Anonymous asked realsocialskills:
How do you tell therapy that’s difficult but which will help in the end from therapy that’s just harmful?
I’m not entirely sure (in part because I haven’t had many good experiences with therapy), but here are a few things that I think are good indications:
Attitudes towards pain and suffering
- In good therapy, pain is never an end in itself.
- Some things hurt, but the point isn’t to make them hurt
- And the pain should not be the primary evidence that you are making progress
- And when you talk about pain, your concerns are taken seriously
- You’re not mocked or told that you’re being a wuss or lazy or any polite euphemisms for either
Respect for your autonomy:
- In good therapy, you get to decide what you’re working on
- And whether it’s working
- And whether you want to change things
- And whether you want to keep working with that therapist
- And whether you’re interested in continuing with therapy at all.
Respect for where you are now:
- Good therapy respects you as a person as you are now
- It doesn’t say that you’ll become worthwhile only once you are cured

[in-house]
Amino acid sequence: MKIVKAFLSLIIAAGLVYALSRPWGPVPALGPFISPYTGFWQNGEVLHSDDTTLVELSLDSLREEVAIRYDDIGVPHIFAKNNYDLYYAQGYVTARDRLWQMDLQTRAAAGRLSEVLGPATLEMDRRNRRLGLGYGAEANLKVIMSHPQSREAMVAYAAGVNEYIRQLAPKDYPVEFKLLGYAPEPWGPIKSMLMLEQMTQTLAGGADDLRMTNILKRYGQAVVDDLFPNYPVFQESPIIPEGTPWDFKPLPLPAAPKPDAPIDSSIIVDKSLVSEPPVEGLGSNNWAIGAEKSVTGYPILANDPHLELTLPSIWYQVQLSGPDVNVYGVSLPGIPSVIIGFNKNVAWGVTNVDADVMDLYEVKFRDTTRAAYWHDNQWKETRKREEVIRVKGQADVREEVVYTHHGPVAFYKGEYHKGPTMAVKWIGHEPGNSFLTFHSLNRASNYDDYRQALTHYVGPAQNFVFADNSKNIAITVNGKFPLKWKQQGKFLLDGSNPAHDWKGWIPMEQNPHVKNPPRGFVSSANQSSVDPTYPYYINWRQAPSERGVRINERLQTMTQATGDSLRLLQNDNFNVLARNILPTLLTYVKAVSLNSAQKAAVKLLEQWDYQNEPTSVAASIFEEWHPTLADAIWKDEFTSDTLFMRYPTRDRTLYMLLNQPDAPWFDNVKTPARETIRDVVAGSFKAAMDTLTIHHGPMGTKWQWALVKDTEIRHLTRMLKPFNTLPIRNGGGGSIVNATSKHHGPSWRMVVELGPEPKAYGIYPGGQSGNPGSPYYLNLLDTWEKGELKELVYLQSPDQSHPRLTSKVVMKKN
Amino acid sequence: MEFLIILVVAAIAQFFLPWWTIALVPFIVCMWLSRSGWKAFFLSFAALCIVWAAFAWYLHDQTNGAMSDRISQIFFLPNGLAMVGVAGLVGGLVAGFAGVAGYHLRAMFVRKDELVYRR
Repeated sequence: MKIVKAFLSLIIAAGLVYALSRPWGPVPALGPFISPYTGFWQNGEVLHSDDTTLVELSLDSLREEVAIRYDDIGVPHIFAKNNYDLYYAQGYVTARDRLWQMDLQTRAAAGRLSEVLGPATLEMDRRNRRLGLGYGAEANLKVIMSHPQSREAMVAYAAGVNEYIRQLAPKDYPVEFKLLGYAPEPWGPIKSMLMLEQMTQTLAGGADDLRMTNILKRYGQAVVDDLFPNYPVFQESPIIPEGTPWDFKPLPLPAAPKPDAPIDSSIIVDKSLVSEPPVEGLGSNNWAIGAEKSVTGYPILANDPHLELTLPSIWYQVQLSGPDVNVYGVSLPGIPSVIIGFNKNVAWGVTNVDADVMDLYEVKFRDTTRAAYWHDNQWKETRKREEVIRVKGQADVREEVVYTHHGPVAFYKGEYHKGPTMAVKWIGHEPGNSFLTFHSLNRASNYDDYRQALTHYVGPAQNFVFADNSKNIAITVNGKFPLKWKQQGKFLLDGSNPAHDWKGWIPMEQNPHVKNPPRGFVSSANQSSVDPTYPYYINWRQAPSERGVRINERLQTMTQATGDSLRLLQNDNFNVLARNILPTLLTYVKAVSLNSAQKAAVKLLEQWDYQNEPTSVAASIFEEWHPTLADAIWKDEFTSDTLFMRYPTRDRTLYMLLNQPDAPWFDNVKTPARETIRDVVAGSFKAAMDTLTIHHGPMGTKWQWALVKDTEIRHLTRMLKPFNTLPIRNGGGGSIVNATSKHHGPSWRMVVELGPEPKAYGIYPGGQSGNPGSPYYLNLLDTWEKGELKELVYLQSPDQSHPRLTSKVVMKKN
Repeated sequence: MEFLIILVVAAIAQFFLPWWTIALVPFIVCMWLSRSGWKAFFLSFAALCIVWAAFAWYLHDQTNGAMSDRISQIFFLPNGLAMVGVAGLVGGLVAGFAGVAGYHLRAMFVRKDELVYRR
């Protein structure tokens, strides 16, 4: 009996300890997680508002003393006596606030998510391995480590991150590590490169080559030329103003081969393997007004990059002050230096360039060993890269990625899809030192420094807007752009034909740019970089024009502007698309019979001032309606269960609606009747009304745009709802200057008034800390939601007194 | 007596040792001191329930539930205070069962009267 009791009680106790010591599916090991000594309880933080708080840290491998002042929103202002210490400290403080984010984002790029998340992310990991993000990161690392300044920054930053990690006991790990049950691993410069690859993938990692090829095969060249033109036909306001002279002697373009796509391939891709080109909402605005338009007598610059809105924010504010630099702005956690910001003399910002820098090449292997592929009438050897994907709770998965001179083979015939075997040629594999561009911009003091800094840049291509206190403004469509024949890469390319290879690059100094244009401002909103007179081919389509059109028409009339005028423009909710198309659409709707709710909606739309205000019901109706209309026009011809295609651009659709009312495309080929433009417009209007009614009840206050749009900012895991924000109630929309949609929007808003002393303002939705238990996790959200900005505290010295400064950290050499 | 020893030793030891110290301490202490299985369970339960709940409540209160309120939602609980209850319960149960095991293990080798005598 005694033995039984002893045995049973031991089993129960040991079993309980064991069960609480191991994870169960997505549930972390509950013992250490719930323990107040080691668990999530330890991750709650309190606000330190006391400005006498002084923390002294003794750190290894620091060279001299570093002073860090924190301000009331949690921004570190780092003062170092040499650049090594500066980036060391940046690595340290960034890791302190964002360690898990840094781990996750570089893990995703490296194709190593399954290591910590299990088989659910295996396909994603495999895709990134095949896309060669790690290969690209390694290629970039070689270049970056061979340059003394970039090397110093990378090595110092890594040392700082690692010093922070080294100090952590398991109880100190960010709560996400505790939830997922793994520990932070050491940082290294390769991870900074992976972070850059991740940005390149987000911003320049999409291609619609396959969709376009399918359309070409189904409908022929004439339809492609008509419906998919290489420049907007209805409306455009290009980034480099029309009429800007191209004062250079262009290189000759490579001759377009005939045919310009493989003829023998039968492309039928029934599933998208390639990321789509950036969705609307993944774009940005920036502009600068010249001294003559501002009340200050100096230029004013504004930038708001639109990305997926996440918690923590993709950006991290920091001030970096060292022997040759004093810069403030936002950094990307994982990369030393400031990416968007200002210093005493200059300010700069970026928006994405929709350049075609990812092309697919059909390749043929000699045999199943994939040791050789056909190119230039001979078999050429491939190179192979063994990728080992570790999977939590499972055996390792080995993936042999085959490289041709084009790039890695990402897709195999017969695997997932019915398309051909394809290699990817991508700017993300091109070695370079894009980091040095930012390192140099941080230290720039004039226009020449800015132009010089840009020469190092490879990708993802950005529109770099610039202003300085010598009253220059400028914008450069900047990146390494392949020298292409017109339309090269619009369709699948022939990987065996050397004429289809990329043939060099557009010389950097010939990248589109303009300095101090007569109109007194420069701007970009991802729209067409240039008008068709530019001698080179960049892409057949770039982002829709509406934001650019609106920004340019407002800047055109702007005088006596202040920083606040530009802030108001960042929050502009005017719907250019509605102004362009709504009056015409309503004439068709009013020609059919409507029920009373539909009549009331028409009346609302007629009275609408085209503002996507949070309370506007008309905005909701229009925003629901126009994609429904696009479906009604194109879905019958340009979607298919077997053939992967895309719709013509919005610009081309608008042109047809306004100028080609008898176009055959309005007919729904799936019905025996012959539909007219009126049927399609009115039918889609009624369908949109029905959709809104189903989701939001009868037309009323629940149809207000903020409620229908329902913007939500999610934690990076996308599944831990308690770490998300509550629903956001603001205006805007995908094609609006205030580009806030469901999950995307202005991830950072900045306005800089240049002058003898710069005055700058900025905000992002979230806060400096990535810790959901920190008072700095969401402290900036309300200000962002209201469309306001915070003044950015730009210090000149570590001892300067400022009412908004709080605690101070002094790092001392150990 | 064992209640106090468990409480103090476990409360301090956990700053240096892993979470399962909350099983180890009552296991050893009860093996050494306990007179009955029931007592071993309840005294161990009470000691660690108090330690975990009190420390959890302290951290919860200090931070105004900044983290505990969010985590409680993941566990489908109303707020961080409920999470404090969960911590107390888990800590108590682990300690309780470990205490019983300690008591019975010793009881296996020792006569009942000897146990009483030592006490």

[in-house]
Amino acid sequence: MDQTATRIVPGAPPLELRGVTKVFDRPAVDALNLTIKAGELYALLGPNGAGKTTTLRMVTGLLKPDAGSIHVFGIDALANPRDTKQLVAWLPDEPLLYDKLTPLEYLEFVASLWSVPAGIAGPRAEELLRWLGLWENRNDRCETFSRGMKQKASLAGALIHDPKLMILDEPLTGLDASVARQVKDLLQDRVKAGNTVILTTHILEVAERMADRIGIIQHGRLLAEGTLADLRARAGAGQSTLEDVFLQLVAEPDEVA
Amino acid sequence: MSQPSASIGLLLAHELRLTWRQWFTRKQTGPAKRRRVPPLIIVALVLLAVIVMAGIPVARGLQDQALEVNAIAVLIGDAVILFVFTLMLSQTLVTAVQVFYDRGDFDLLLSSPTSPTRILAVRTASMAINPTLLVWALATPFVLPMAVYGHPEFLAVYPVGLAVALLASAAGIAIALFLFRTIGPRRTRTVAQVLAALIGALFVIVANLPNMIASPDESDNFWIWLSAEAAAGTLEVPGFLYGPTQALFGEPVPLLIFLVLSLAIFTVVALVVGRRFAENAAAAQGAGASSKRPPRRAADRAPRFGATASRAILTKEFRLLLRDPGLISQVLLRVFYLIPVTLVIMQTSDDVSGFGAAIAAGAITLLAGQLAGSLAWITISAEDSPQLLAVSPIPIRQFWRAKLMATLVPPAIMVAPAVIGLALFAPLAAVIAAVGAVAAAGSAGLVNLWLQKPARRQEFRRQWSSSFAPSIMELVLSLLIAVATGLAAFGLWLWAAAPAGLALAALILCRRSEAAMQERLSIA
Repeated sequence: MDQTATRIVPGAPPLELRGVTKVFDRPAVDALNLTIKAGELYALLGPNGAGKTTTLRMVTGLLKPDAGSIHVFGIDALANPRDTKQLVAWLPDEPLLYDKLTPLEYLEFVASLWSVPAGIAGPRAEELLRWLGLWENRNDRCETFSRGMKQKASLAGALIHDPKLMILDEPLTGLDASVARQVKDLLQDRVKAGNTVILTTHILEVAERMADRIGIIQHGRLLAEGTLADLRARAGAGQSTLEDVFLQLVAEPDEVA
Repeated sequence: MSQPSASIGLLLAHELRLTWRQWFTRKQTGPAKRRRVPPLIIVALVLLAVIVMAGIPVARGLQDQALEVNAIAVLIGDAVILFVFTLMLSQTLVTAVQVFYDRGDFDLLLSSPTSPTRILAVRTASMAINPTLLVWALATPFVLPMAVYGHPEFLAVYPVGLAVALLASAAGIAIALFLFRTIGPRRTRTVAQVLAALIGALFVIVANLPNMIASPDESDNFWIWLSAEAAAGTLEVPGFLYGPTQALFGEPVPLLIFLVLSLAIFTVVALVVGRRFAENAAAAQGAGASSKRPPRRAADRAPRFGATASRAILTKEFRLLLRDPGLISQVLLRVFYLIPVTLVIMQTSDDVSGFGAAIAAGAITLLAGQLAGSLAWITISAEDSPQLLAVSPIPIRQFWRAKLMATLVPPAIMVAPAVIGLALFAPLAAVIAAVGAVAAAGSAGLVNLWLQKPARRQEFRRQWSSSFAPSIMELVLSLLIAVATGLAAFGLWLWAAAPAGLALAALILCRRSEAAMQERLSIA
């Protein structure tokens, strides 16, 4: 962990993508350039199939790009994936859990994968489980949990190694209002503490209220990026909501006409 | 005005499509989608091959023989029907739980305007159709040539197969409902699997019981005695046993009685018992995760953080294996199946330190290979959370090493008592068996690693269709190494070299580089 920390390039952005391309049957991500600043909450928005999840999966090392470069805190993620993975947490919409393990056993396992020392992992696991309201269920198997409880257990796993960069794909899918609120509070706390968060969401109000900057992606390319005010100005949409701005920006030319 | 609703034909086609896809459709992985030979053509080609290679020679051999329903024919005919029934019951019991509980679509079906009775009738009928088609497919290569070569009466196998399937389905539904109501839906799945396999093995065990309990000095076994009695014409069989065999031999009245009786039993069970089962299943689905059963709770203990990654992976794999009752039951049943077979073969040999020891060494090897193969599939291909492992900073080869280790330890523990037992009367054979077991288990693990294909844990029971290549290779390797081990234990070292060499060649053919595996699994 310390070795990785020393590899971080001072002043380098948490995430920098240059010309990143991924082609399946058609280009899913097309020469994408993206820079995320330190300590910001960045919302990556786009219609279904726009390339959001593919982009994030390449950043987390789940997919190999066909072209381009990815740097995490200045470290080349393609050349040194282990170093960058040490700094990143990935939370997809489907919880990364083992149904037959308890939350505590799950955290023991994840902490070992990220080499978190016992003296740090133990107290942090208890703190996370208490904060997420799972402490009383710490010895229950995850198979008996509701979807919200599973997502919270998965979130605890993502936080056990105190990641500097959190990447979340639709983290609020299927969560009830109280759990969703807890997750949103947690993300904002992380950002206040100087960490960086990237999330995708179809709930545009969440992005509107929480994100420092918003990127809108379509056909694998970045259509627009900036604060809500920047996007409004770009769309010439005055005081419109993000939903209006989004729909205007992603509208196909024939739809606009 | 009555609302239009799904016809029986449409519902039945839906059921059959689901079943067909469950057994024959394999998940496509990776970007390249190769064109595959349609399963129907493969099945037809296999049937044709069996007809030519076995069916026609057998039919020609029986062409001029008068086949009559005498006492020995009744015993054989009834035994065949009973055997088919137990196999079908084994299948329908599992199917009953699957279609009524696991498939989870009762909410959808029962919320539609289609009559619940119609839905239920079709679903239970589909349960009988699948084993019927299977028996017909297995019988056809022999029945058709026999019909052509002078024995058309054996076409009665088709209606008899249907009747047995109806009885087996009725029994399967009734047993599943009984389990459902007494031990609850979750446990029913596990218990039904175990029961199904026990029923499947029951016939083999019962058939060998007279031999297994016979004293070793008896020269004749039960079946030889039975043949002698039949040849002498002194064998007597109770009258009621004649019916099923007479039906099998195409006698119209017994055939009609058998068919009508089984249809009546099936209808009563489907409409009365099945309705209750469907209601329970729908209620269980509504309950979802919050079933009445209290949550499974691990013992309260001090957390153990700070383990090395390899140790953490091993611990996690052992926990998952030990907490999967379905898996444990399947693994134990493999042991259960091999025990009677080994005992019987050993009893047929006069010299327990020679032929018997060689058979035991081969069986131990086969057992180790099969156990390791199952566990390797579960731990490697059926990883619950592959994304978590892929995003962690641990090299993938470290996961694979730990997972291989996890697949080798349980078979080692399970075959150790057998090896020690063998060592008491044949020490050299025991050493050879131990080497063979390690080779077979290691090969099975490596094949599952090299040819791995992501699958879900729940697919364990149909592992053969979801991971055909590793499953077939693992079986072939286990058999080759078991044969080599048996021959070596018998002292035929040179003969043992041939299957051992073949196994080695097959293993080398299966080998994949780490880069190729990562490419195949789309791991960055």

- You have to build from where you are now and make improvements to it, not wait for an imaginary better mind or body
- Most (mental or physical) conditions that are treatable are not curable
- If a therapist thinks that your condition is curable, make sure they have a good reason
- And even if it is curable, you and your mind and your body still have value even as they are now. It’s important that your therapist understand that.
Explaining what’s going on:
- Good therapists are honest
- They’ll tell you what they think, and what they’re doing
- And what they think will help
- Good therapists are willing to answer your questions
- And don’t treat you like you’re stupid or faking when you ask
- Or like it’s an imposition or a sign of disease
- Good therapists don’t try to trick you into relying on their judgement instead of your own
- They are there to help you, not to control you
- This can be hard to find. It is unfortunately not the default in a lot of fields
My main experiences with good therapy have been from sports medicine stuff. What I noticed:
- They warned me that things might hurt, why they might hurt, and what different kinds of pain from it could mean. (Like a stretch would hurt in a kind of typical stretch way if I’m tight, but if it’s not the way that stretching often hurts/pulls, I should stop.)
- They would tell me ways to minimize the pain for things like stretches and such.
- If I said something hurt too much to do it, they listened.
- They answered my questions and they asked me a LOT of questions. (I told them I wasn’t always sure what was relevant so they should ask me lots of things, and they actually did it.)
- They gave me ideas for things I could do at home once I stopped having therapy with them so that I could keep working on the issues even if I stopped all formal therapy. Putting it into my own hands, basically.